Brood II of the 17-year genus Magicicada cicadas is due to emerge this spring. This is an East Coast brood. Depending on the temperature, this could happen anywhere from mid April to May, but with our warmer and warmer springs the breakout will probably begin on the earlier side. They will last into June. These cicadas have spent the last 17 years, yes, 17 long years, underground, feasting on the juices of tree roots. They are now ready to emerge, shuck their nymphal husks, unfurl their wings, and rock. And they should be doing it en masse, I mean, carpeting the ground, swarming on trees, piling up in the gutters, driving some hominids absolutely crazy with their numbers and their noise.
But I can’t wait.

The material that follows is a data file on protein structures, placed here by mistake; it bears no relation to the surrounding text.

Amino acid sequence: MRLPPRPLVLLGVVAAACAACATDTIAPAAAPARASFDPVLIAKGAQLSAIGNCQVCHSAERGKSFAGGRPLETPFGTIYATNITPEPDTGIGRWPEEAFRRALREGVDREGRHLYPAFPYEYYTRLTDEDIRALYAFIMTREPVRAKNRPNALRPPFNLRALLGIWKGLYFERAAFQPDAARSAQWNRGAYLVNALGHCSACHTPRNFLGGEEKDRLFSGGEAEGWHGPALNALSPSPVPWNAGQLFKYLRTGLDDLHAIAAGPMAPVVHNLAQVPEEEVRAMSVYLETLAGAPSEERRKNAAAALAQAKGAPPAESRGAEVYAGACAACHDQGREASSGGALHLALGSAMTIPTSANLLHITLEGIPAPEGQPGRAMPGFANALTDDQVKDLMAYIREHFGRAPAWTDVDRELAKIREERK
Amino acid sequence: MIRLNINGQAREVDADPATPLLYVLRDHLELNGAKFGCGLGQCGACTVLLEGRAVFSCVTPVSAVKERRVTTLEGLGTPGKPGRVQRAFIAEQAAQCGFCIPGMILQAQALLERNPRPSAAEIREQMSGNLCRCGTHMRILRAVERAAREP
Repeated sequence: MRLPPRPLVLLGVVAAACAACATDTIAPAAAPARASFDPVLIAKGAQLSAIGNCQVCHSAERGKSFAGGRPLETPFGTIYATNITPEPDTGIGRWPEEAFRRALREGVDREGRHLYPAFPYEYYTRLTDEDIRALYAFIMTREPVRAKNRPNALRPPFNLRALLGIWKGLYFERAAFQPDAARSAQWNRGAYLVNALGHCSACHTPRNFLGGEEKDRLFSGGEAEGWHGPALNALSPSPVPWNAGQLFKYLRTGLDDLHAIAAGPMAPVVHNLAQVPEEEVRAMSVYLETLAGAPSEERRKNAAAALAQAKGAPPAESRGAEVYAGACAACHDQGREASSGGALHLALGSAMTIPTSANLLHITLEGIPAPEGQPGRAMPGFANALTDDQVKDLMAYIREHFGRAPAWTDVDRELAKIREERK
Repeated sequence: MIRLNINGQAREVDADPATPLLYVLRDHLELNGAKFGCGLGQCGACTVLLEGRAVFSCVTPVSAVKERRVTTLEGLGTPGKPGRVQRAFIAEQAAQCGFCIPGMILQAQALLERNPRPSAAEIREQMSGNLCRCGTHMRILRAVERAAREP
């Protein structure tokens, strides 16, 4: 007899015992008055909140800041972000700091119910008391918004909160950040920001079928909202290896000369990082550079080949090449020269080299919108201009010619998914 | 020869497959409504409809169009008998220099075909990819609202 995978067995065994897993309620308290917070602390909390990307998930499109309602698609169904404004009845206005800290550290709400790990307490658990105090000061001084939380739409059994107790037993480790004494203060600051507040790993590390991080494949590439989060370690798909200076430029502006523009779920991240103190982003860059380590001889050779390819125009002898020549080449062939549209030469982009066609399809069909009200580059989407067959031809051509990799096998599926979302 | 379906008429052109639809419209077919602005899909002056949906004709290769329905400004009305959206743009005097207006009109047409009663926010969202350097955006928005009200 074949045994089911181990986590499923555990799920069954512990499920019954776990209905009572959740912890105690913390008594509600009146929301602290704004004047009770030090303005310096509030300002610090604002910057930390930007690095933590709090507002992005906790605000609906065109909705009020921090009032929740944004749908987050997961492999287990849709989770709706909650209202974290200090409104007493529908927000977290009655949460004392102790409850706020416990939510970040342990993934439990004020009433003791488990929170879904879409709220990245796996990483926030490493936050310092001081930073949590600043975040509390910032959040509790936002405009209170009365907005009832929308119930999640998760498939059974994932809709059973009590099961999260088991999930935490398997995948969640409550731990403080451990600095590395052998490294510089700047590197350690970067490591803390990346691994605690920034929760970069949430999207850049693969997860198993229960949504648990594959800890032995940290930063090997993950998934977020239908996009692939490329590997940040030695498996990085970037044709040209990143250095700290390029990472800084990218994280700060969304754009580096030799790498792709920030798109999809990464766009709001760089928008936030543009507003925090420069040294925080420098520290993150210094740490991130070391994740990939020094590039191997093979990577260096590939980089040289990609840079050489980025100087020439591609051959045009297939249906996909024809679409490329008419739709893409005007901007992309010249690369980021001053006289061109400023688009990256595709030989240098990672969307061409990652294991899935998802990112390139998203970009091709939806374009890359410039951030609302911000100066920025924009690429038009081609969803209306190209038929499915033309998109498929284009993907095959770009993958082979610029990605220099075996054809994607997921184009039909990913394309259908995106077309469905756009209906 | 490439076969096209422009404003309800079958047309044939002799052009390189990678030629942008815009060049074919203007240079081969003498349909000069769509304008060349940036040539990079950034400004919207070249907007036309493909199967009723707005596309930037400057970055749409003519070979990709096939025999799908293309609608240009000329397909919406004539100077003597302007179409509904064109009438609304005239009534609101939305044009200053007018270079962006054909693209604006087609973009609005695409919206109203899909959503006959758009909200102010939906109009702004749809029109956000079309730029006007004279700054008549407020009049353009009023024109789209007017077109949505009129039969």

Staten Island is the best place to see and hear and try not to crunch on this spectacle in the city. In anticipation, the Staten Island Museum has just opened a periodical cicada exhibit. The Museum is reputed to have the world’s largest collection of cicada specimens. Some broods, as the generational cohorts are called, have been arriving years earlier than expected; the reason seems to be milder and milder winters. But Brood II is on course.
You’ve seen a lot of cicadas (and their killers) on this blog, but they have all been the annual, dog-day species. Theses spend several years underground as well, but with generations each year, examples of them emerge each year in late summer. I have never seen the red-eyed, orange winged 17-year Magicicadas. Field trips will be in order.